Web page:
Ad frauds or bot advertising is unfortunately becoming a key talking point of digital advertising as the year draws to a close. The issue is plaguing marketers and digital professionals alike as its significance and impact, is being discussed. AdLanders believed for long that digital advertising would bring nirvana of sorts, as it would finally indicate where the marketing dollar was spent and whether it did its job. However, ad frauds raised the issue that a significant portion of online advertising was being viewed not by humans, but by bots.
“Marketers and brands are shifting from traditional to digital marketing because they can target specific groups of the audience, track the performance of their ads and get detailed reports. However, the digital space is not perfect and the numbers are not always accurate. Increasingly, digital ad viewers are not necessarily humans and bots account for a significant percentage of the views,” observed Ayoub El Mamoun, Planner at Socialize, giving a broad sense of the issue.
Making the matters worse was that the marketer was paying for these views and impressions. And if there really was any scope of adding to the chaos, it came in the fact that tech majors, such as Google, failed to catch bot viewing trends – at least not before the marketers’ digital ad dollars were already under question.
David Parkinson, Head of Digital for Africa, Middle East & India at Nissan Motor Corporation reiterates that ad fraud is a concern at the moment. He also pointed out that eventually, the question was about being relevant. “Though ad frauds is among the newer challenges facing us but at times, channels as old as banner ads or full page takeovers are also not relevant to the consumers at a point of time. It is important to create relevant experiences in the right space, in the right way,” he said.
Among other markets, the Middle East and North Africa (MENA) region also faces this concern. The mobile and internet penetration rates are increasing at a very high rate and the GCC consumes more content on social media than any other part of the world. “The main challenge is identifying the identity and location of the bots and who is behind them. The fact that internet users don’t register their names and phone numbers doesn’t make things easier. In addition, the use of VPNs doesn’t help with the tracking and identification of the bot creators,” said Mr Mamoun.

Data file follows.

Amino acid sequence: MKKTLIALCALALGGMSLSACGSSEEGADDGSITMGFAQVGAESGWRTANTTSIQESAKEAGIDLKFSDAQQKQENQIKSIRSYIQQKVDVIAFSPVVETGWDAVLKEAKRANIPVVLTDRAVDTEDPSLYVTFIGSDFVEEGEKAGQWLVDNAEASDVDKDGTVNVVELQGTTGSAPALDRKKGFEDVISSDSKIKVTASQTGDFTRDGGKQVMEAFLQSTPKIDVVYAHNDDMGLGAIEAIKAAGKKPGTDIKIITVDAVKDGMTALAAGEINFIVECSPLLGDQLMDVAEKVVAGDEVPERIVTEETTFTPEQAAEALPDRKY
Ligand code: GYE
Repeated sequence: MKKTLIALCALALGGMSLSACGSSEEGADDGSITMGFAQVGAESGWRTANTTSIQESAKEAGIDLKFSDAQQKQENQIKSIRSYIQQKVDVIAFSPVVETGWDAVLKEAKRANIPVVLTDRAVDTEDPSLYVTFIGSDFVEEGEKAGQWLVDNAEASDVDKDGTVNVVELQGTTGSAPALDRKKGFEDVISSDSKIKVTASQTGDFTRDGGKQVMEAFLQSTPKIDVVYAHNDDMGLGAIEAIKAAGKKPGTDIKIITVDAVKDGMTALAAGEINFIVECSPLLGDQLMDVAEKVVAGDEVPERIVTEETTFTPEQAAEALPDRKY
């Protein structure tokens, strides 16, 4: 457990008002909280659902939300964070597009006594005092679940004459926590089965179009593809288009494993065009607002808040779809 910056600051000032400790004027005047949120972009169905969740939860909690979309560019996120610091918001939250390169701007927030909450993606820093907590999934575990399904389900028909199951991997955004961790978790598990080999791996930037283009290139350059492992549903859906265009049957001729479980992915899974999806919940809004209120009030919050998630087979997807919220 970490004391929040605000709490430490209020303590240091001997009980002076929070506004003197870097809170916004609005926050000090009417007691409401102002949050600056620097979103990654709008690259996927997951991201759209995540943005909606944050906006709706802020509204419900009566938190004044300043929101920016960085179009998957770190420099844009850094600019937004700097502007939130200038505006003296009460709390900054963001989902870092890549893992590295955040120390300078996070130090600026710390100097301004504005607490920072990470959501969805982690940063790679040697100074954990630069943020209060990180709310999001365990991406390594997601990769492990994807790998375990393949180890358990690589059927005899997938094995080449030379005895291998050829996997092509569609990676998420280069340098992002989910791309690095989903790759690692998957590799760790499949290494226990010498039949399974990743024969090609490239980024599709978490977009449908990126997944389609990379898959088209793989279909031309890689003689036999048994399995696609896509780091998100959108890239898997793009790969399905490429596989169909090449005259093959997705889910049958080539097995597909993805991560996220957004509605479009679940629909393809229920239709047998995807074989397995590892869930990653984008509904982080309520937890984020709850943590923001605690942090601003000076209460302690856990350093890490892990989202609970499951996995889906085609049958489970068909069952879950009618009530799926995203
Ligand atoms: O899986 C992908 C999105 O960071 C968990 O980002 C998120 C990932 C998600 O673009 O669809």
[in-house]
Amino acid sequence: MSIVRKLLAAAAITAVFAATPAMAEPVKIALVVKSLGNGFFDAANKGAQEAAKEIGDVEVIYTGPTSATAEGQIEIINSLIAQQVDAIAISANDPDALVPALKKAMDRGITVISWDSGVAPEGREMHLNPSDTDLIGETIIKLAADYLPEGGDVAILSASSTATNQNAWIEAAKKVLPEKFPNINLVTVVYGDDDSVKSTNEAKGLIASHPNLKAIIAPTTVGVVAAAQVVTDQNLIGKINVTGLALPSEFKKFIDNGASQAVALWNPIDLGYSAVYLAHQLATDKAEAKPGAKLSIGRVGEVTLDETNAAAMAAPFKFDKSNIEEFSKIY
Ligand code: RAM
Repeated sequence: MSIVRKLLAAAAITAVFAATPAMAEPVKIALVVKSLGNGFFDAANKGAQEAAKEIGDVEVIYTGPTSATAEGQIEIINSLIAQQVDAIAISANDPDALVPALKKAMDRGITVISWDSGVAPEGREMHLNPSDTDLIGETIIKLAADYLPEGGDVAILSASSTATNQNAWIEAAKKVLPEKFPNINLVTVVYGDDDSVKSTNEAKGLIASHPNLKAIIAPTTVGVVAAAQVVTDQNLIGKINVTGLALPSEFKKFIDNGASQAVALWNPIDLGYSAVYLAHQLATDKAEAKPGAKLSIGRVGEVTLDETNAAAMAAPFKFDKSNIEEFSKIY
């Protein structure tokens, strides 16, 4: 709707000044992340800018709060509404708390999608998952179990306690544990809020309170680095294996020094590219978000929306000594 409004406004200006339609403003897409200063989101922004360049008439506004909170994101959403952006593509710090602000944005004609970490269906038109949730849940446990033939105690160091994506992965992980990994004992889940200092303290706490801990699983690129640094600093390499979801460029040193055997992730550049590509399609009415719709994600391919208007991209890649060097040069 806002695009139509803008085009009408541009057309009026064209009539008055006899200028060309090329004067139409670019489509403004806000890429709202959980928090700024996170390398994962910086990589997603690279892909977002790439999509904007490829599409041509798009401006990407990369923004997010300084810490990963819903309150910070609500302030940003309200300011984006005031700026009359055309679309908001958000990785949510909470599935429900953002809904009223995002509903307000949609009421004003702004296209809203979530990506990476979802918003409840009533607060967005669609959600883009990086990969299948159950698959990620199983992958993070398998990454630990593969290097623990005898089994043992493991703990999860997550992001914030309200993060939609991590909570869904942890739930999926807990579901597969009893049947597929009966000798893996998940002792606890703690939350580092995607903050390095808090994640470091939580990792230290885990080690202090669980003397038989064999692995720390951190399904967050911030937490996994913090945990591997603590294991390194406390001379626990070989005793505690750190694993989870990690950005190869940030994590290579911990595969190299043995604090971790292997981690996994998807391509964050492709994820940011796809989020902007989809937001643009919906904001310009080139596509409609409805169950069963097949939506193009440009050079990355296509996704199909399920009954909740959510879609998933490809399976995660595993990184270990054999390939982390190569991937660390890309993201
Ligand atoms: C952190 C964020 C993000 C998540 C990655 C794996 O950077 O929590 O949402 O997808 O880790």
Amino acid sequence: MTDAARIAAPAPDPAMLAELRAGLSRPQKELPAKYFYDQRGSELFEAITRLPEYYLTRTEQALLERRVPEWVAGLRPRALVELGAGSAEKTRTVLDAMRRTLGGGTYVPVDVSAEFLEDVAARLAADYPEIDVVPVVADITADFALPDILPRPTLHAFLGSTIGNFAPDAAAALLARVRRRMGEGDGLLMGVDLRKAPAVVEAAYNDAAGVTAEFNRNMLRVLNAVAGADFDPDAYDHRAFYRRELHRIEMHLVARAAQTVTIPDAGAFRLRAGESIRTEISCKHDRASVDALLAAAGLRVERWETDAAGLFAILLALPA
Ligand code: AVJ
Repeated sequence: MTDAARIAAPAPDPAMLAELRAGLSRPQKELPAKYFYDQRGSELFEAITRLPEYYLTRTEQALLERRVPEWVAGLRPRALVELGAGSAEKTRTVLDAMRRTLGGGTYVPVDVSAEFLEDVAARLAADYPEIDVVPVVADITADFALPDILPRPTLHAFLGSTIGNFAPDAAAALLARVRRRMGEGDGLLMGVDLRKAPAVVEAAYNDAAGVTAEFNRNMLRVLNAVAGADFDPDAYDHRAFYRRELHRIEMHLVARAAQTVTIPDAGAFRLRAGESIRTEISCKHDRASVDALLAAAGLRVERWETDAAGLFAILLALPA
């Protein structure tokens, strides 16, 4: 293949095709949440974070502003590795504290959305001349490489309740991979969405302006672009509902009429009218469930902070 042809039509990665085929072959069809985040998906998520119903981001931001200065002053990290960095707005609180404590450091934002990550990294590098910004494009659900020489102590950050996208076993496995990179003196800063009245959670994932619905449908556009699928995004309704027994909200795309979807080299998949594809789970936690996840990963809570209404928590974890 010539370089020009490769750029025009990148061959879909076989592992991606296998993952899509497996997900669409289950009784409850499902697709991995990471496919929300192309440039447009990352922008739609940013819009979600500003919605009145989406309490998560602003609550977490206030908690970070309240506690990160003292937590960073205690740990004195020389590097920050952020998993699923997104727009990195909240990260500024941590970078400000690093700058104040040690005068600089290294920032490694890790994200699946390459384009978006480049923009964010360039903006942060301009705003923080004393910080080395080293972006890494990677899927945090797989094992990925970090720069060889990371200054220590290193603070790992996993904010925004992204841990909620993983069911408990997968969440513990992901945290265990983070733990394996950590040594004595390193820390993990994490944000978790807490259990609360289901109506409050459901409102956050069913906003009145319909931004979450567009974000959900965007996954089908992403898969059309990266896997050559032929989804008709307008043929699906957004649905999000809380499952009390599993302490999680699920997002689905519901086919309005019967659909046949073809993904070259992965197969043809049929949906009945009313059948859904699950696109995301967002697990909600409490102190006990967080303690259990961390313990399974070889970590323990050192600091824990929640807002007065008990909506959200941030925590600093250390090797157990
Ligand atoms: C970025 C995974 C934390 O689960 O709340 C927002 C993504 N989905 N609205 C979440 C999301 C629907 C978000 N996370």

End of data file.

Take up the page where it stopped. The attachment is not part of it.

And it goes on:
The markets that are heavily affected by the ad bots are the largest in the region include KSA, UAE and Egypt. In these countries, the digital markets are big, developed and the brands are spending substantially. However, the threat comes from smaller markets, where online activity is not monitored and hacking technologies are advanced such as Morocco, Lebanon, Iraq and Egypt.
The solution is in the platforms that face the problems. It is a fact that bots can be monitored with the help of publishers such as Facebook and Google who have the ability to suspend suspicious and inactive accounts as they have access to their data. “As a partner of Google and Facebook, we work closely with the publishers to identify any suspicious activity on the accounts of our clients. Through the daily, weekly and monthly reports we make sure to report any inaccurate or unexpected numbers that might be caused by inactive, suspicious or automated accounts,” shared Mr Mamoun.
Ad frauds, in a manner of speaking, has made way for newer players to become part of an already cluttered and complicated digital ecosystem. Companies and services that can help in battling these bots are surfacing. As global advertisers such as Unilever and Coca-Cola take notice of the problem, the industry is asking for standards that govern offline advertising, such as viewing an ad with volume or to a certain degree and with some metric, to also apply to online advertising. One can be assured that a significant portion of 2016 will be about the solution hunting for bot advertising, and in the process creating more bang for the digital buck.